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Publication numberUS3676836 A
Publication typeGrant
Publication dateJul 11, 1972
Filing dateOct 1, 1970
Priority dateOct 1, 1970
Publication numberUS 3676836 A, US 3676836A, US-A-3676836, US3676836 A, US3676836A
InventorsGillemot George W, Thompson John T
Original AssigneeGillemot George W, Thompson John T
Export CitationBiBTeX, EndNote, RefMan
External Links: USPTO, USPTO Assignment, Espacenet
Universal sheath bond for communications cable
US 3676836 A
Abstract
A universal attachment for bonding all sizes of shielded cables comprising a wedge-shaped shoe adapted to be inserted under the shielding of the cable, the shoe supporting a threaded post, and an anchor plate adapted to be positioned over the post whereupon a locking nut tightly secures substantial areas of the cable sheath and the shielding compressed between the shoe and anchor plate. The threaded post permits bonding of the shielding of the cable to that of other cables by means of an elongated strip of metal having holes therein adapted to fit over the post and be locked in place with a second locking nut. An extension on the anchor plate permits the ready grounding of the shielding.
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United States Patent Gillemot et a1.

[451 July 11, 1972 Calif. 90291; John T. Thompson, 19201 Wells Drive, Tarzana. Calif. 91356 3,435,126 3/1969 Hamilton ..339/95R 3,194,877 7/1965 Collier ....339/97C FOREIGN PATENTS OR APPLICATIONS 1,227,967 11/1966 Germany.. ............................339/25I Primaq' Examiner-Joseph H. McGlynn Attorney-Sellers & Brace 1 1 ABSTRACT A universal attachment for bonding all sizes of shielded cables comprising a wedge-shaped shoe adapted to be inserted under the shielding of the cable, the shoe supporting a threaded post, and an anchor plate adapted to be positioned over the post whereupon a locking nut tightly secures substantial areas of the cable sheath and the shielding compressed between the shoe and anchor plate. The threaded post permits bonding of the shielding of the cable to that of other cables by means of an elongated strip of metal having holes therein adapted to fit over the post and be locked in place with a second locking nut. An extension on the anchor plate permits the ready grounding of the shielding.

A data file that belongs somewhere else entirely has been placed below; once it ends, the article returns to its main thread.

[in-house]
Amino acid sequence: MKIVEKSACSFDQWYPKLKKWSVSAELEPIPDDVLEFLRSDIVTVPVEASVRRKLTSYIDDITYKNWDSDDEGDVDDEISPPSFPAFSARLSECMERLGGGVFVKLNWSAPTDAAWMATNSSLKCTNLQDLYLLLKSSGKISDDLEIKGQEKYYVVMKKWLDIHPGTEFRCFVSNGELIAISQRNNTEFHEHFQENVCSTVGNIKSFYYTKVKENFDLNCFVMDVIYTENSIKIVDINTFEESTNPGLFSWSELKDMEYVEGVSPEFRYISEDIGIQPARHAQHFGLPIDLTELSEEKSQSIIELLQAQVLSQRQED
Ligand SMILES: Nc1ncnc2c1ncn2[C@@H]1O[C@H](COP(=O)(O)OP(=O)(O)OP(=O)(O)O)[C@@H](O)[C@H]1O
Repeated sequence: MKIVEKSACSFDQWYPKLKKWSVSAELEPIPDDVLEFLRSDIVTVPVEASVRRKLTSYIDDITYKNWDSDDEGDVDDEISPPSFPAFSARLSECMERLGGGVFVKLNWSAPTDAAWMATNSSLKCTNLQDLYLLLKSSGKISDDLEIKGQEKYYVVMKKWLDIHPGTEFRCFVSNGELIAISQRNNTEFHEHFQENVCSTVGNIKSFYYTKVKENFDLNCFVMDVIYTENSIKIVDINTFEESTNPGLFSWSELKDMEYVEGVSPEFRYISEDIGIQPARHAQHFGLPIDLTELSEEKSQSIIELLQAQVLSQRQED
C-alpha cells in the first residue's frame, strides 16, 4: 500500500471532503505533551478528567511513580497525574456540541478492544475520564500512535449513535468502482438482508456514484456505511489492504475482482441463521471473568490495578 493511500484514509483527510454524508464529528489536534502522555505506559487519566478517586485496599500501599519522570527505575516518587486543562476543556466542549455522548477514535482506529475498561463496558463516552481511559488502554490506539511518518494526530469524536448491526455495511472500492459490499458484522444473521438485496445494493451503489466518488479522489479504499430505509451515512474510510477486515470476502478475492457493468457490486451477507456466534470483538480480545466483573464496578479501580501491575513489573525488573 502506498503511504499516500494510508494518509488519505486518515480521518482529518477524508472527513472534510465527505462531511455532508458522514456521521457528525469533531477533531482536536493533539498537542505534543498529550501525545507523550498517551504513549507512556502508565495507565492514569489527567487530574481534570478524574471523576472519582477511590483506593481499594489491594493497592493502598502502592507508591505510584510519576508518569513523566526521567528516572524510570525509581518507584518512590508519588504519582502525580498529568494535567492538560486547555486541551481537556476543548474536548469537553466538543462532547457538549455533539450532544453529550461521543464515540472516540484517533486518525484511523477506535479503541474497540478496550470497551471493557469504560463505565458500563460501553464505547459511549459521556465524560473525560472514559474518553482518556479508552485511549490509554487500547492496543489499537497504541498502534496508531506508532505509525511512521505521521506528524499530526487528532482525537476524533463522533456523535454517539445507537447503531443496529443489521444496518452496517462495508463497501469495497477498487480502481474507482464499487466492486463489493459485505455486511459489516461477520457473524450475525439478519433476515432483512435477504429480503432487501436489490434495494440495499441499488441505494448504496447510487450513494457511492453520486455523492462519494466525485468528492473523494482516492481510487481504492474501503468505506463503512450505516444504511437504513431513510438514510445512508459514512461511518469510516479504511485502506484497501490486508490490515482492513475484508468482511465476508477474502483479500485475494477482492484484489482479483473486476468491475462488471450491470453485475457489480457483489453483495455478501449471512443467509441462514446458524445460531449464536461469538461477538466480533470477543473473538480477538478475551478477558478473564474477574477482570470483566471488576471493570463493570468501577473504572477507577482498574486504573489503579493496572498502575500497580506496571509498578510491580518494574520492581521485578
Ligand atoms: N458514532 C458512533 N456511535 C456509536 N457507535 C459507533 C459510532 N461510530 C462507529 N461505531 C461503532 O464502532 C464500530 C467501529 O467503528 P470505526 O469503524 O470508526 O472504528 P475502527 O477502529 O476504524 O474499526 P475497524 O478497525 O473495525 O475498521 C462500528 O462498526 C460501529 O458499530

57 Claim, 14 Drawing Figures Patented July 11, 1972 4 Sheets-Sheet 1 INVEXTOR. GEORGE W. GILLEMOT & JOHN T. THOMPSON ATTORNEYS Patented July 11, 1972 3,676,836

4 Sheets-Sheet 2 ATTORNEYS Patented July 11, 1972 3,676,836

4 Shoots-Sheet 3 FIG. 8

INVENTOR. GEORGE W. GILLEMOT 8 BY JOHN T. THOMPSON ATTORNEYS Patented July 11, 1972 4 Sheets-Sheet 4 INVENTOR. GEORGE W. GILLEMOT 8 BY JOHN T. THOMPSON FIG. l4

MdM

ATTORNEYS UNIVERSAL SHEA'III BOND FOR COMMUNICATIONS CABLE This application is a continuation of Ser. No. 765,158, filed Oct. 4, 1968, and now abandoned.

BACKGROUND OF THE INVENTION 1. Field of the Invention The present invention relates to universal attachments for bonding shielded cables and, more particularly, to a method and means for providing electrical continuity and a mechanical anchor between the shielding of a plurality of cables at splices and the like.